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FIFA 17 Year-End Recap

FIFA 17

FIFA 17 Year-End Recap

What Did The Game Do Right?

It was a perplexing year for FIFA. Visually, the game excelled. From gorgeous lighting to amazing face scans, it’s easy to say that this year’s FIFA is the best looking to date. Apart from the cosmetic upgrades, FIFA 17 brought about a greater sense of physicality with its new shielding animation, even if it’s a tad bit overpowered at times.

Stylistically, for the first time since FIFA 14, Custom Team Tactics (CTT) work and allow for a greater sense of variety in career mode if you put the time in to implement them. The new Journey Mode, while shallow, was a decent first attempt at an engaging first-player mode akin to NBA 2K’s MyPlayer. Hopefully, future iterations of this mode will expand upon its concepts, allowing for less canned scripting and provide a greater variety of options.

What Did The Game Do To Change The Genre This Year?

Apart from the aforementioned Journey Mode and supporting the new Xbox One S and PS4 Pro with enhanced graphics, FIFA 17 did little to flip the footy genre on its axis. With all the major licenses in the bag, sans the UEFA Champions League, FIFA 17 was only an incremental improvement on FIFA 16. Gameplay was tightened up some with better respect to movement, locomotion, and inertia but overall gamers had to dig deep to unearth the differences between FIFA 17 and last year’s version.

What Did The Game Really Mess Up?

Despite a few additions, FIFA’s career mode has become an outdated, stale and repetitive exercise oddly limited to 15 virtual years. Unless you dedicate the time to implement CTTs, clubs will generally play the same, with the difference between great and average players barely noticeable. Off the pitch, the poor CPU roster management rears its ugly head as clubs like Manchester United will stockpile strikers while ignoring other key positions.

If you can stomach seeing Lewandoski as the third-choice striker, you’ll quickly realize that the majority of squads largely go unchanged from year to year. In the end, not only are the transfers curious, there is also not enough of them. Furthermore, with the inclusion of real-life EPL managers, there is a shocking omission of a managerial carousel meaning the virtual Alan Pardew is still roaming the Crystal Palace touchline.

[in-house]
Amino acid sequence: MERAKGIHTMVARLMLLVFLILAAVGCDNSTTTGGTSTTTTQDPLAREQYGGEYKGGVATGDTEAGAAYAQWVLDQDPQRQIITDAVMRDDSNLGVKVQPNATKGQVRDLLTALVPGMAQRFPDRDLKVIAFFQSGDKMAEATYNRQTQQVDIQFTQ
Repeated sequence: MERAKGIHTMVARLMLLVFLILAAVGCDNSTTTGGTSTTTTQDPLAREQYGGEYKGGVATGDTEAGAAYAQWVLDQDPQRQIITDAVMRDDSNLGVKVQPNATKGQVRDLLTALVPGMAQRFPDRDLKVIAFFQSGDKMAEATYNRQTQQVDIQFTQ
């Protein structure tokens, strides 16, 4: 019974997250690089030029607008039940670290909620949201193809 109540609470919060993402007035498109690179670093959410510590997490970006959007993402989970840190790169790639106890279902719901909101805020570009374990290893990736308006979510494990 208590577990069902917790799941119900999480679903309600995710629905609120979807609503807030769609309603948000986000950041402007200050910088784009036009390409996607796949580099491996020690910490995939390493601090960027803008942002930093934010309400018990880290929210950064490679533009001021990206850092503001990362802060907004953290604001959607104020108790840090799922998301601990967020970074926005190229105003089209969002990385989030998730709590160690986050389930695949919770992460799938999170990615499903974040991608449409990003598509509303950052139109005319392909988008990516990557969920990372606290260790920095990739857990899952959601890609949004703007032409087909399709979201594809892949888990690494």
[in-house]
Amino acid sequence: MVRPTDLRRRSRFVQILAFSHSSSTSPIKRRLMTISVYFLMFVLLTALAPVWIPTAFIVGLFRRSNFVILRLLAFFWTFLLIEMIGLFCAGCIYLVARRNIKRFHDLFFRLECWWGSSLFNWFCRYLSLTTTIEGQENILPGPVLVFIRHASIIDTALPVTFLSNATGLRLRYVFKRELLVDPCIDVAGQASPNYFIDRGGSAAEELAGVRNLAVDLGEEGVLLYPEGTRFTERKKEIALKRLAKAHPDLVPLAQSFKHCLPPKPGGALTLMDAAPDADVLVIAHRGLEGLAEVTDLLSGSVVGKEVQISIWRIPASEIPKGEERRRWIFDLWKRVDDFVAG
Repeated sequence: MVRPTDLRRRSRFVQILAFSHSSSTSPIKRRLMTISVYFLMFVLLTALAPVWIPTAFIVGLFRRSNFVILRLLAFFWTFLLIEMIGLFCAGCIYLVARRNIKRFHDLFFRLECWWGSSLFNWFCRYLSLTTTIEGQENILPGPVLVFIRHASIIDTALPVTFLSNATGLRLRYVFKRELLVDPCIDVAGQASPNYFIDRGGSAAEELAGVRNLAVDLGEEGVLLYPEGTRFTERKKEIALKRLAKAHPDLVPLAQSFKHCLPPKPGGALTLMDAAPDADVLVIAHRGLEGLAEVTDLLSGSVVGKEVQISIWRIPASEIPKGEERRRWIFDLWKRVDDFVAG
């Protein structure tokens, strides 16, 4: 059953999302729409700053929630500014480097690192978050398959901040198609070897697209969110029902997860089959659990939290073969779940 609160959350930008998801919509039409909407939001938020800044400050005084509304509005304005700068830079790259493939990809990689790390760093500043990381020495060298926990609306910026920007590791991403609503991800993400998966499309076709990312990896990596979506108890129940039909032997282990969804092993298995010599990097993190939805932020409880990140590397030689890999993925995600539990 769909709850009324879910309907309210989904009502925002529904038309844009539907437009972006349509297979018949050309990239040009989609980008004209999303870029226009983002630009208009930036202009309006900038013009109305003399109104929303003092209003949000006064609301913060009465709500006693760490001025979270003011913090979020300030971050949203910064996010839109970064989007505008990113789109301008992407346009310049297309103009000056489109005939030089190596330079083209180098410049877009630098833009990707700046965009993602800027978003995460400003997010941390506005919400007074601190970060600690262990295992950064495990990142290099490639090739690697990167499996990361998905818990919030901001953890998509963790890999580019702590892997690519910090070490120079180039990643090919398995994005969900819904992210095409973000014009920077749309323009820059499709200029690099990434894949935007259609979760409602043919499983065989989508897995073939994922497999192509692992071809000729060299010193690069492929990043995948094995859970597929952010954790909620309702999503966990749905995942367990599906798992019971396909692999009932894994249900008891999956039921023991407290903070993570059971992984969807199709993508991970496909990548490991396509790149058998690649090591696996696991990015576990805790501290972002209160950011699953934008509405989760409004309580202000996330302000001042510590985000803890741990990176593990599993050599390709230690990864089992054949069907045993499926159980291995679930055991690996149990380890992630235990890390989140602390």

Managerial objectives were introduced this year but come off as feeling rushed and counter-intuitive. Take for example the youth product objective where in order to complete it, you must have a youth product play a good percentage of matches within two years. Feasible at lower level clubs, this goal is nearly impossible to accomplish if you take the reins at say a Chelsea, Manchester City or Arsenal. While “diamonds in the rough” are rare in real life, in FIFA 17 they’re even more scarce. Finding a 17 or 18-year old capable of supplanting world class internationals is nearly impossible at any club of significance.

What Did This Game Do Differently?

Apart from the enhanced graphics, FIFA 17‘s career mode and new The Journey mode both fall substantially short when compared to other sports genres. While the online modes are still as strong as ever, the addition of the Journey Mode did little to entertain gamers after the initial buzz wore off. Until FIFA embraces a fully functional online career mode akin to Madden’s offering, I don’t think there’s much FIFA can do in terms of bolstering new, fresh ideas. Perhaps a further evolution of the Frostbite engine will bring about more than cosmetic changes.

FIFA 17 is by no means a bad game, it just wasn’t the leap most of us expected coming from an initially solid FIFA 16 –before all the patches struck. While I’m still finding enjoyment with the game, I can’t help but wonder “what if” with this title. It’s with that thought in mind that I will keep my eyes glued to the internet and hope that FIFA 18 is the game we have all been hoping to experience.

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